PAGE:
At PlanetMagpie, we have a dream. And this is its headline:
"U.S. Commits to Rebuilding its Tech Workforce—Offers STEM Tuition Credits, Paid Internships at Private Firms, and Levels the Playing Field with a New Tax on Offshore Labor."
We've been talking about what’s wrong with the offshoring trend. But you can’t talk about problems all day and not offer any solutions.
In this piece, PlanetMagpie lists our suggestions for solving the offshoring problem. Real ideas for mobilizing U.S. unemployed IT talent, curbing the increase in offshoring, and improving our economy. Take some time to consider how much better the U.S. economy would be, if we did the following:
- Tuition credits for STEM trade school and college students (American citizens only, academic performance requirements).
- First shot at STEM grad school openings go to American citizens who are in-state residents.
- Returning war veterans will NOT be required to establish residency again, in order to qualify for in-state tuition.
- Develop financial incentives for American companies to use “onshore” IT labor. Provide tax breaks for using onshore IT labor and an extra tax on offshored labor to help level the playing field.
- Government-paid tech interns work in a company’s tech department for 6-12 months on the government’s dime to get experience. Only American citizens eligible. Think of it like an apprenticeship. Penalties in place for businesses exploiting interns for free labor. Option to offer full-time employment at end of internship.
- Legal Directive: Instead of spending money on H1B lobbying, recruitment & visa fees, major organizations like Facebook, Google, LinkedIn, etc., set up IT training centers for American tech workers. These centers will offer specialized training for employment at those major organizations.
- Recruiting and awareness building at high schools. Make students aware of the STEM jobs that exist, and of the schools where they can get STEM training following high school. Use the NEW Manufacturing Alliance (in North East Wisconsin) as an outreach model.
- Work with tech/math/science teachers to identify talented students who should be recruited. Offer government-backed scholarships to tech schools for high performers with more than one specialty (to avoid turning the program into a feeder for cheap single-task labor).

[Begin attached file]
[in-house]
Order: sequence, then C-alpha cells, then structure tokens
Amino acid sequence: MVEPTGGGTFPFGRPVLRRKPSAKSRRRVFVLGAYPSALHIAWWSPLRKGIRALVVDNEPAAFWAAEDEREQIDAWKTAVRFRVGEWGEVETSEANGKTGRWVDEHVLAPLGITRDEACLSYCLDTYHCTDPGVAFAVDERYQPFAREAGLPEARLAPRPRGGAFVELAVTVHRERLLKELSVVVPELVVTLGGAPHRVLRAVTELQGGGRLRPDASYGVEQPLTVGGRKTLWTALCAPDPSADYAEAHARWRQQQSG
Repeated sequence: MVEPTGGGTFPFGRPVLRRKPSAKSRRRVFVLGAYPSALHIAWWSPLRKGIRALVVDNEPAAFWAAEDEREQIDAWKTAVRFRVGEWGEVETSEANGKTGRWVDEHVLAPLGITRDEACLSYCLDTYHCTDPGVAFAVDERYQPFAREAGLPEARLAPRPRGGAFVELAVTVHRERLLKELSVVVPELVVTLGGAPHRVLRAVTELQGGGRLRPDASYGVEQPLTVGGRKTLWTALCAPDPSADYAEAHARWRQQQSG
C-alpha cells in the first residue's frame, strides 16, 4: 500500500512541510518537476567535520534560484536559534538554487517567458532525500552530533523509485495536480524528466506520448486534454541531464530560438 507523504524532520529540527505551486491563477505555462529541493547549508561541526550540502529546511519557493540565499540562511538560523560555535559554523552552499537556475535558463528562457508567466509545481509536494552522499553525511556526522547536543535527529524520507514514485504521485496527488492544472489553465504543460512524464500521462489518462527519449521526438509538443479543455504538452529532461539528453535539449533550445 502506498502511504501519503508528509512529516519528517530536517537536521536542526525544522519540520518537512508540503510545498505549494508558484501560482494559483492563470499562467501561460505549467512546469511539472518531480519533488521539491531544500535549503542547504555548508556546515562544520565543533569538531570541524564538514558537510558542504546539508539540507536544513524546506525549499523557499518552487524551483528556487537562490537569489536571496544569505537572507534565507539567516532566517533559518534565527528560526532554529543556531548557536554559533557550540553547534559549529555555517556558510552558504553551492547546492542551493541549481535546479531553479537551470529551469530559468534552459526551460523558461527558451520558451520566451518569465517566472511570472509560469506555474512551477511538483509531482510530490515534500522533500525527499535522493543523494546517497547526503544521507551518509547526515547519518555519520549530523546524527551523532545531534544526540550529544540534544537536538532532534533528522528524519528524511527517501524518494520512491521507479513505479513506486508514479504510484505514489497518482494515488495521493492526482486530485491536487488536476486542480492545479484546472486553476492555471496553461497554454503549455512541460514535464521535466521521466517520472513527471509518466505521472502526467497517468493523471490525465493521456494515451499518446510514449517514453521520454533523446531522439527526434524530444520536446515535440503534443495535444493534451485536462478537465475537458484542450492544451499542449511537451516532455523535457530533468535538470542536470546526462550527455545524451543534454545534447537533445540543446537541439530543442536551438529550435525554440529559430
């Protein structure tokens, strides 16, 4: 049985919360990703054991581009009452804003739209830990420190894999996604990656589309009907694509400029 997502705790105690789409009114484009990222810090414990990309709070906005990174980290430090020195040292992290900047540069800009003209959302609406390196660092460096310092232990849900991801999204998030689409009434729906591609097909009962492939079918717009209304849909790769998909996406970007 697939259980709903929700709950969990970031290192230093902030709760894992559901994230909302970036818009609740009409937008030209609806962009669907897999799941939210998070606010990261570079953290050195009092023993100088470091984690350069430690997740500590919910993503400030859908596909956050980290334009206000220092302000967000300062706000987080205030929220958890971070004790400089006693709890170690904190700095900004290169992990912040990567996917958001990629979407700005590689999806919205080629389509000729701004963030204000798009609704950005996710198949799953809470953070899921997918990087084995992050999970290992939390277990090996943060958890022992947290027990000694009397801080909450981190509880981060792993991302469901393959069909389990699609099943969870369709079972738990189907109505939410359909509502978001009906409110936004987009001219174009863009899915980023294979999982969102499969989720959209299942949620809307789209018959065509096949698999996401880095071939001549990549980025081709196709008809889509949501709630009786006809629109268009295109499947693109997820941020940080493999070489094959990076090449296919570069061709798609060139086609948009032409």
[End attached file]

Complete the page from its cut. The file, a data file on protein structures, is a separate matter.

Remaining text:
- Free (government-funded) IT training to veterans with technical aptitude. Retrain them for corporate IT environments as a path to entering the civilian workforce.
- Create policies to prevent H1B hiring loopholes: No phony employment ads to exclude American workers at the outset. No pre-negotiating wages to contravene real market wage standards. No spousal work authorizations. No EEOC claims used to bring in foreign workers under the guise of diverse hiring practices.
- Reform the visa programs (H1B, L, etc.) so major corporations can’t use them as a business model for importing cheap labor from overseas. Have an independent private agency audit and monitor U.S. businesses who hire H1Bs to enforce these policies.
These suggestions do often call for increases in government funding and oversight, but some could be implemented within existing Government programs, by earmarking a percentage of benefits specifically to tech force development.
Also, consider the increase in payroll and corporate taxes as the economy grows. Properly-written law will go a long way toward securing good corporate and government behavior.
In return, these ideas provide a check to economy-destroying offshoring activities, increase the skilled U.S. workforce, and build a future for both our economy and our nation.
Tell us your thoughts on these solutions, and give us ideas of your own, at reshoreyourIT@planetmagpie.com
. Our collective ideas will be sent to Senator Dick Durbin, who is spearheading Immigration Reform to include more H1B worker visas. We want to show him another path to fix the IT worker shortage in the U.S. that benefits the U.S. economy and America’s workers. Not to mention our national security.
Thank you for supporting American IT!